"I did that stage production with the idea that enough heat would happen to attract someone to make a Pee-wee movie," Reubens said. "Judd Apatow saw the show, and we set up a meeting. He was a big Pee-wee fan. He very early on said, 'I feel strongly that it should be a road movie somewhere in the same wheelhouse as Big Adventure.' That's what we did."

Read the rest here.

Tuesday, March 15, 2016

"Son" set to rise in Austin with Sam Neill

 Look for a 10-part AMC TV adaptation of Philipp Meyer's novel The Son to set up shop in Austin for a summer shoot. 

The acclaimed novel has been described as a "multi-generational saga of power, blood, land, and oil that follows the rise of one unforgettable Texas family, from the Comanche raids of the 1800s to the to the oil booms of the 20th century." University of Texas prof Don Graham regularly includes the novel in the his well-known Life and Literature of Texas course along side the works of Larry McMurtry and Cormac McCarthy.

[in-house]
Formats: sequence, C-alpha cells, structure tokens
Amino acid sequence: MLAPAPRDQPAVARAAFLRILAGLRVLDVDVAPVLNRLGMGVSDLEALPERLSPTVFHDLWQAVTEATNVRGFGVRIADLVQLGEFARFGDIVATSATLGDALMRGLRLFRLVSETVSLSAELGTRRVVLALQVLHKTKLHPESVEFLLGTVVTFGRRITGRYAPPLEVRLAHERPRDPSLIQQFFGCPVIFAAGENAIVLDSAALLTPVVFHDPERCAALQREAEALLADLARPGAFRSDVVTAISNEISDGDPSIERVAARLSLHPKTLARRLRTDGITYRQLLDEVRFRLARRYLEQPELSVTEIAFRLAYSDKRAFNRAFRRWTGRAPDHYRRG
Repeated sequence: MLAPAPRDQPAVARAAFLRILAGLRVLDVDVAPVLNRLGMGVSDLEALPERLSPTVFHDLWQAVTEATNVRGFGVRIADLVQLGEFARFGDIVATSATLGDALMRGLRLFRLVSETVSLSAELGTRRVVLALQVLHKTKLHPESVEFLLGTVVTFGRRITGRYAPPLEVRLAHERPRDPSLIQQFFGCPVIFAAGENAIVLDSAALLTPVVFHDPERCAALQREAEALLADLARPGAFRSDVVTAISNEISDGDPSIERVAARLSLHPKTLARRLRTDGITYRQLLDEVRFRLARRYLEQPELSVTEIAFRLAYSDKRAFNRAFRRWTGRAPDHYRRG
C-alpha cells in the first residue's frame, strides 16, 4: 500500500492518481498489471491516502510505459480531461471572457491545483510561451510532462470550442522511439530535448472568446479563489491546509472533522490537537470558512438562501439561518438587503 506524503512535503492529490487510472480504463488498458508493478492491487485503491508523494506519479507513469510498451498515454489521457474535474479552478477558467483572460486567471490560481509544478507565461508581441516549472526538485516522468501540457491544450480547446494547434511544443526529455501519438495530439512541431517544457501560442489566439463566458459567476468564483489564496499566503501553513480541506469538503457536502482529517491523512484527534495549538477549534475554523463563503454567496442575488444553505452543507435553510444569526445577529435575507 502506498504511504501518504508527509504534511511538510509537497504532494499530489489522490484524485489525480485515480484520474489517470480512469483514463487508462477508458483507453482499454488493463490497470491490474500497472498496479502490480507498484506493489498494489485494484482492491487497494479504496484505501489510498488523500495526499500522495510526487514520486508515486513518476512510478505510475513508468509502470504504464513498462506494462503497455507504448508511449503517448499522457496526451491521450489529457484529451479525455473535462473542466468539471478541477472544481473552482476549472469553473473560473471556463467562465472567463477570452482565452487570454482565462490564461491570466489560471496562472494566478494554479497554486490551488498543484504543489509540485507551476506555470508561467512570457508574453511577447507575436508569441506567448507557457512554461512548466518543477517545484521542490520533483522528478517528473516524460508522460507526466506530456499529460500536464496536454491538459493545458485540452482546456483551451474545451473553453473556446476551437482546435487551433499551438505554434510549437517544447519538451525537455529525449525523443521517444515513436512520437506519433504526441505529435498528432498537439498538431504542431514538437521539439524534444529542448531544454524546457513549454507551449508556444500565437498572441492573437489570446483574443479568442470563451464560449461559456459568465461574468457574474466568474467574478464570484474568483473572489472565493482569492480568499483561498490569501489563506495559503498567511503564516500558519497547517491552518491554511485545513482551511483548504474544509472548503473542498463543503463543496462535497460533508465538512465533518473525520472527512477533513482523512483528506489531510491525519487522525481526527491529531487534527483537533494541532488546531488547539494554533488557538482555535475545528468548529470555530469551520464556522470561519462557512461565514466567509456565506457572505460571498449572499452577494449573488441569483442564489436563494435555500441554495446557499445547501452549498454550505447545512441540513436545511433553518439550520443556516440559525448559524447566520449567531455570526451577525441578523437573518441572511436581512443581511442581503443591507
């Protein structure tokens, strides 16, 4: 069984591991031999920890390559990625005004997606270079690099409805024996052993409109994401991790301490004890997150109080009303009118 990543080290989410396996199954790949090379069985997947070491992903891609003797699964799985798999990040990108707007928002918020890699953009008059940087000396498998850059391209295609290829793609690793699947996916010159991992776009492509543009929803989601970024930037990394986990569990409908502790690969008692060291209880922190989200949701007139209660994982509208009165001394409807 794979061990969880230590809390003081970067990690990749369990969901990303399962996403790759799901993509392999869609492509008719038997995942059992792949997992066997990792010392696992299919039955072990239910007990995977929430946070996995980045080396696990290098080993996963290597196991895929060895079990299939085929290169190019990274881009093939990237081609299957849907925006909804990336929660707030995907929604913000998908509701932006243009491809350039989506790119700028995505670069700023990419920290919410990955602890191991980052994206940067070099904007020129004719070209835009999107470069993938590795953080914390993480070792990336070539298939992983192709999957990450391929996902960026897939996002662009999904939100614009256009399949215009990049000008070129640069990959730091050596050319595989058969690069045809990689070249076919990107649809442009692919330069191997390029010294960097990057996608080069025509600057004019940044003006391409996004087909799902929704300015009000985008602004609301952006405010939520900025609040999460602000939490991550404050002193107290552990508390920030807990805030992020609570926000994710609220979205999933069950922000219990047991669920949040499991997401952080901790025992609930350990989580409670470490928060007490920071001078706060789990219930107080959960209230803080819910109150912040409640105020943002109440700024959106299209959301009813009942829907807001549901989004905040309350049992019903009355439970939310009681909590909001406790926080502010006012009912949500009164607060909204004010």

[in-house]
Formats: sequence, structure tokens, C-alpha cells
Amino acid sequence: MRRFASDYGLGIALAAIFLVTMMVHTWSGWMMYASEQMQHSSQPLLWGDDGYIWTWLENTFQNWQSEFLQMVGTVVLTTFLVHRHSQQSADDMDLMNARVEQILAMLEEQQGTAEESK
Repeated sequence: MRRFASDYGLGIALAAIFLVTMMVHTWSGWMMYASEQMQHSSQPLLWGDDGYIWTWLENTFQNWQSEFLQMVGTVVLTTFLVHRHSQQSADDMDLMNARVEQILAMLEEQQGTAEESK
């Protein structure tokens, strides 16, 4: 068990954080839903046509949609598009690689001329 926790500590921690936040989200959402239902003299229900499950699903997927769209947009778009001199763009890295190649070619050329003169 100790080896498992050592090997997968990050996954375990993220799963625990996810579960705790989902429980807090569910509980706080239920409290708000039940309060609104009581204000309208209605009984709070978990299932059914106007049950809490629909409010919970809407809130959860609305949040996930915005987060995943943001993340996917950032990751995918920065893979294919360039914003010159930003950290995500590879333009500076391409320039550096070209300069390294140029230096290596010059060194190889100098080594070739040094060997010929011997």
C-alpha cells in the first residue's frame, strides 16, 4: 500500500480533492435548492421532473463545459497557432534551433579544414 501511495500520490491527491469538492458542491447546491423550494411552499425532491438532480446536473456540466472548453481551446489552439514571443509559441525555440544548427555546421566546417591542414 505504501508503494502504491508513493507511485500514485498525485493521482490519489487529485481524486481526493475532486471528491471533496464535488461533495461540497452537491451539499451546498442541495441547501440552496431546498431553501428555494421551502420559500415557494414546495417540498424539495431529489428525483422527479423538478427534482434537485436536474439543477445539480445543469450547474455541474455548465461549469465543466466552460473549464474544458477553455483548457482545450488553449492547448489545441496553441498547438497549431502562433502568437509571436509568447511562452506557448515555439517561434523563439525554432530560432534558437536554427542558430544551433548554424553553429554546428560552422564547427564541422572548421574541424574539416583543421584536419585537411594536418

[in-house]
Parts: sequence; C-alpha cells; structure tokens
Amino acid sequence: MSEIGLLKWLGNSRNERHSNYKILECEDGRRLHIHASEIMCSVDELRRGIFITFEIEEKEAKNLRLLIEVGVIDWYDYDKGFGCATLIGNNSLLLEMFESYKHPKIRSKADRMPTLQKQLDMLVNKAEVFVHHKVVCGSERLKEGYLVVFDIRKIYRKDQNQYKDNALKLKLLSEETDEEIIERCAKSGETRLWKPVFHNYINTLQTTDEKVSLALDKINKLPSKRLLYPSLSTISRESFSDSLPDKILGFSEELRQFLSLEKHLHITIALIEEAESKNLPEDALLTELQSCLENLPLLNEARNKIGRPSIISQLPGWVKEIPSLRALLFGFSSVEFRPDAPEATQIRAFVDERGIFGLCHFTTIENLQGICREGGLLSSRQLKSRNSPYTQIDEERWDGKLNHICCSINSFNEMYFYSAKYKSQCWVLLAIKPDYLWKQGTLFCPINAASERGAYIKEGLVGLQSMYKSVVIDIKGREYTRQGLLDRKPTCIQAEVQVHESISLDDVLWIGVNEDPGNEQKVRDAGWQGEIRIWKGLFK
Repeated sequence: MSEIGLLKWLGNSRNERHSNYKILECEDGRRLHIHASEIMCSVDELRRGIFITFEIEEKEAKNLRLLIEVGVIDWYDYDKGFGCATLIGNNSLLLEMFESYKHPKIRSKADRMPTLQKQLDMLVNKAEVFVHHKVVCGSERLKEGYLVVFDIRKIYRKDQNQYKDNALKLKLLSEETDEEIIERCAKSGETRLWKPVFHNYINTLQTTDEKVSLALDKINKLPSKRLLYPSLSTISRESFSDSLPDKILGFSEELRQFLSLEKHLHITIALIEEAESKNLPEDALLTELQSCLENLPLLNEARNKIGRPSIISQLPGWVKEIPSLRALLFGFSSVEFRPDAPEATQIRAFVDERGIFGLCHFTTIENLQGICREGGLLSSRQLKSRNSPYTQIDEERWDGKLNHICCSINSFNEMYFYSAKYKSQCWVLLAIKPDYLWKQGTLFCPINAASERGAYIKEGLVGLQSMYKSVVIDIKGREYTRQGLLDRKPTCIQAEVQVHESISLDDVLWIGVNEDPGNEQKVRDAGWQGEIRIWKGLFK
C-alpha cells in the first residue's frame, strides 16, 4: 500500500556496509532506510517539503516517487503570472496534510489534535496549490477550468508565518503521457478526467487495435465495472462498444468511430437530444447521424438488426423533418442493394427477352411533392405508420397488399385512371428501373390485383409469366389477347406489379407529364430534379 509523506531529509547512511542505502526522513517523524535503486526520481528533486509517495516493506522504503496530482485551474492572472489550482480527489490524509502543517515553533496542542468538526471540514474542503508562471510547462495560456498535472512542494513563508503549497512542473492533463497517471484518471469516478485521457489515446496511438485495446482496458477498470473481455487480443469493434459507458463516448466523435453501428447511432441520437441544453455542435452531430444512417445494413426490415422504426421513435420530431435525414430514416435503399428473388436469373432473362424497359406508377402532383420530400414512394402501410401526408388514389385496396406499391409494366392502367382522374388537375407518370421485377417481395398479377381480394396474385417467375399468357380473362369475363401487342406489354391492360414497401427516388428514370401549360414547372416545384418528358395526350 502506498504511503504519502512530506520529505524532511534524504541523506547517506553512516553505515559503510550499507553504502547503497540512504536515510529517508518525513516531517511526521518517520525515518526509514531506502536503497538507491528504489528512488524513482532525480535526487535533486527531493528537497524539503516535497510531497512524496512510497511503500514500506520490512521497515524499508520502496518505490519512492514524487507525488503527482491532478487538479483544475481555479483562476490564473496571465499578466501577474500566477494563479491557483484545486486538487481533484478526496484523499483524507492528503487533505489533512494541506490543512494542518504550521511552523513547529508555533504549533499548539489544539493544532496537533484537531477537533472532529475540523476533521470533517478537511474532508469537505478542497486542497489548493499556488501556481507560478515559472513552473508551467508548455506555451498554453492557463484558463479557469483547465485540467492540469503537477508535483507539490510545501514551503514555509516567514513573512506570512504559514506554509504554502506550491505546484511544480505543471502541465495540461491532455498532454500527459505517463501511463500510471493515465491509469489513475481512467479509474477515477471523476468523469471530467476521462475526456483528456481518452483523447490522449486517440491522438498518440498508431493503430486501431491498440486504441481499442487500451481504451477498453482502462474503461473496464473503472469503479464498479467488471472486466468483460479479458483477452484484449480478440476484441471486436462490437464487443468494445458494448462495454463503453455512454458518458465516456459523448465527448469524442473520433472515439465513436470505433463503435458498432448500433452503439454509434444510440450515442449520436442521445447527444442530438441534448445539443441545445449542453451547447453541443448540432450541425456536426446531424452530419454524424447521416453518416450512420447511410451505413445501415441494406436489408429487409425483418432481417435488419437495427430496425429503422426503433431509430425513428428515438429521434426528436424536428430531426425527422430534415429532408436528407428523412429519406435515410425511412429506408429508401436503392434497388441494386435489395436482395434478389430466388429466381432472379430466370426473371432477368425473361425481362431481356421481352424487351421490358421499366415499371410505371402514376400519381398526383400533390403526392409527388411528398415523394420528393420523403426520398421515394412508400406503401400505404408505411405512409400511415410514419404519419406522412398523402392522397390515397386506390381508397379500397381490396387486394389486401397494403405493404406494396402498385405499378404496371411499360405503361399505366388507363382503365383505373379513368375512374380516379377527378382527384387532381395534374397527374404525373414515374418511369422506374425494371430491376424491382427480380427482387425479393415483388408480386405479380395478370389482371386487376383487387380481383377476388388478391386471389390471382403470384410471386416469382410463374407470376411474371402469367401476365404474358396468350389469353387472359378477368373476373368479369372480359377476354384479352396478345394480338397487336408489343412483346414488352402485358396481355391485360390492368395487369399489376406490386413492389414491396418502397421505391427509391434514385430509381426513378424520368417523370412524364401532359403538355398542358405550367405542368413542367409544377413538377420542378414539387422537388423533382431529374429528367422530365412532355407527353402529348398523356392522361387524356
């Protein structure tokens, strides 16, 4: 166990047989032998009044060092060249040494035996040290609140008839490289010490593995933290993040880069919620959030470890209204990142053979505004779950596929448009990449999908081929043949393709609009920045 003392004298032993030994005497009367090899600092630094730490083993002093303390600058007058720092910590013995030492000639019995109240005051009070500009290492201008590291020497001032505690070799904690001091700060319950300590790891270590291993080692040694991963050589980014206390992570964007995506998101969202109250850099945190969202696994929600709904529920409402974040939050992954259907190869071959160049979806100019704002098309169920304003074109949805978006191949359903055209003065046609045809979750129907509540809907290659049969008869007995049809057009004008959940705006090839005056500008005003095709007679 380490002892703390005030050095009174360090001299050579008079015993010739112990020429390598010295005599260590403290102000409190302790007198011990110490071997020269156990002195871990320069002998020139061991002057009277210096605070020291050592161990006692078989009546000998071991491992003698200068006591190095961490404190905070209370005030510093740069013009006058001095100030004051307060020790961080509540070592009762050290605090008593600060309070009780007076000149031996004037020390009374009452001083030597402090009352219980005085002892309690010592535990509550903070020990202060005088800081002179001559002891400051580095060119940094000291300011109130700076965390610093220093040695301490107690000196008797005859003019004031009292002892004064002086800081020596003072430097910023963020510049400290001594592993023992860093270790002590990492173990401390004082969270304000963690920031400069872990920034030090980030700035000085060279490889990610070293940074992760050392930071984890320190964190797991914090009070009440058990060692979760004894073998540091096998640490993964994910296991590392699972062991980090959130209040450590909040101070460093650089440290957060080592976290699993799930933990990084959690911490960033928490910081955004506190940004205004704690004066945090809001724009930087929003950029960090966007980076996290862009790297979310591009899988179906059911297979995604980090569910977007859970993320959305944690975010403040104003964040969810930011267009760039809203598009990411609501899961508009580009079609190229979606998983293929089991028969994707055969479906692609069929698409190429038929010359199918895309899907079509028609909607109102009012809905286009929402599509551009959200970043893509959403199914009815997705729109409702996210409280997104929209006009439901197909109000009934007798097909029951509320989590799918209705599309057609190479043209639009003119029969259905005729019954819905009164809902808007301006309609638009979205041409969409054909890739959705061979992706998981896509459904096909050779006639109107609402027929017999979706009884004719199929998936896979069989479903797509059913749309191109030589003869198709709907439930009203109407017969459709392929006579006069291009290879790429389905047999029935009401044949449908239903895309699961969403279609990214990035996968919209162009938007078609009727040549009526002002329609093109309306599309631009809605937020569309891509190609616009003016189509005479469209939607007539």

Sam Neil plays Eli, the family patriarch who was kidnapped and raised by Comanches, an experience that colors his world view.

Also in the cast are  Henry Garrett (Poldark), Zahn McClarnon (Fargo), Paola Nunez (Reina de corazones), and Sydney Lucas (Fun Home). The show was written by Meyer, Lee Shipman and Brian McGreevy. It's expected to air in 2017.